In Pictures

In pictures: Living beside the tracks

Image copyright Paola Nunez Solorio
Image caption The railway that runs the length of Vietnam begins its journey in the country's capital Hanoi, passing just a few inches from homes and businesses that line the route in the Old Quarter of the city.

Image copyright Paola Nunez Solorio
Image caption Photographer Paola Nunez Solorio was captivated by those who live on either side of the tracks.
Image copyright Paola Nunez Solorio
Image caption Her work focuses on the families who are living in such close proximity to the railway, picturing their belongings and living spaces.
Image copyright Paola Nunez Solorio
Image caption Nunez Solorio said: "This phenomenon was very interesting to me because I have seen a similar situation in several parts of the world, where the train rail, once a symbol of progress and prosperity, has attracted people living in poverty to live in its surroundings, probably because it has provided some means of survival."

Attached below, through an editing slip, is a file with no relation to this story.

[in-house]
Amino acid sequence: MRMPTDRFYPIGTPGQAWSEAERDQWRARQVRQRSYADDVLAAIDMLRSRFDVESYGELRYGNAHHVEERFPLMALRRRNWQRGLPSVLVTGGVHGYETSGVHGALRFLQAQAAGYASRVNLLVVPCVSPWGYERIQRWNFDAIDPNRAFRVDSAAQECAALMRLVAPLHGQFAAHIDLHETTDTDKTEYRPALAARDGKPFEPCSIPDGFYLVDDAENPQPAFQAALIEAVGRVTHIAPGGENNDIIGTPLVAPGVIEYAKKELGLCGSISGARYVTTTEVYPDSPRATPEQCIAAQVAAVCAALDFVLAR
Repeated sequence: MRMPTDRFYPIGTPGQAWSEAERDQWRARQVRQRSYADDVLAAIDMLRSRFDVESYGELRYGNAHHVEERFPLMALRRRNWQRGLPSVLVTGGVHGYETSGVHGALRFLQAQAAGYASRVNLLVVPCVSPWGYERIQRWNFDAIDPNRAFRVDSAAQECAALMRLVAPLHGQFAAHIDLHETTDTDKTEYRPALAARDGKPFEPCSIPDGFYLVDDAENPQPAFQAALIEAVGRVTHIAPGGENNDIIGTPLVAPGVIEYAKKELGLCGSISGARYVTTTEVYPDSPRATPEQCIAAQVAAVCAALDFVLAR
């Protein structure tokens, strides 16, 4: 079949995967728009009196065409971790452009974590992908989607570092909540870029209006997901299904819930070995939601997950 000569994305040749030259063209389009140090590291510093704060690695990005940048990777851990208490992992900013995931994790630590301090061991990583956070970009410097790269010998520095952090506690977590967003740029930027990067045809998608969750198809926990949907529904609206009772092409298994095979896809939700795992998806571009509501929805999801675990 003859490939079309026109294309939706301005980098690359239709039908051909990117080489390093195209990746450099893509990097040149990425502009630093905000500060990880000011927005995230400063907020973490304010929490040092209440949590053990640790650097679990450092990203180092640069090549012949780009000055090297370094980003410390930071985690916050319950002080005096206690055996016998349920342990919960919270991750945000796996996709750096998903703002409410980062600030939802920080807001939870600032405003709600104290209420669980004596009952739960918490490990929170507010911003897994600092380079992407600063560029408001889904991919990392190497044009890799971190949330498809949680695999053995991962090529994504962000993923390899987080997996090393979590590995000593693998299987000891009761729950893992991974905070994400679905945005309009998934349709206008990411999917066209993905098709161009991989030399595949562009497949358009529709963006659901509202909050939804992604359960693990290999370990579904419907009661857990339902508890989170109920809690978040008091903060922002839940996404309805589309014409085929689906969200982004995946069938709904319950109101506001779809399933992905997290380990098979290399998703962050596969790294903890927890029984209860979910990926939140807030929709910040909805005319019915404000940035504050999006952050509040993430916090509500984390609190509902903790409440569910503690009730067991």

Image copyright Paola Nunez Solorio
Image caption Once it leaves Hanoi, the railway runs for more than 1,000 miles before it reaches its final destination in the south of the country, Ho Chi Minh City.
Image copyright Paola Nunez Solorio
Image caption The railway was completed in the 1930s during French colonial rule and is now run by state-owned Vietnam Railways.
Image copyright Paola Nunez Solorio
Image caption Nunez Solorio's pictures are often devoid of people, yet their belongings fill almost every free inch of space.
Image copyright Paola Nunez Solorio
Image caption Plans to build a high speed connection between the two cities have been raised from time to time, though the cost has proved prohibitive and the latest plans look to upgrade the existing route in order to reduce the current journey time of around 30 hours.

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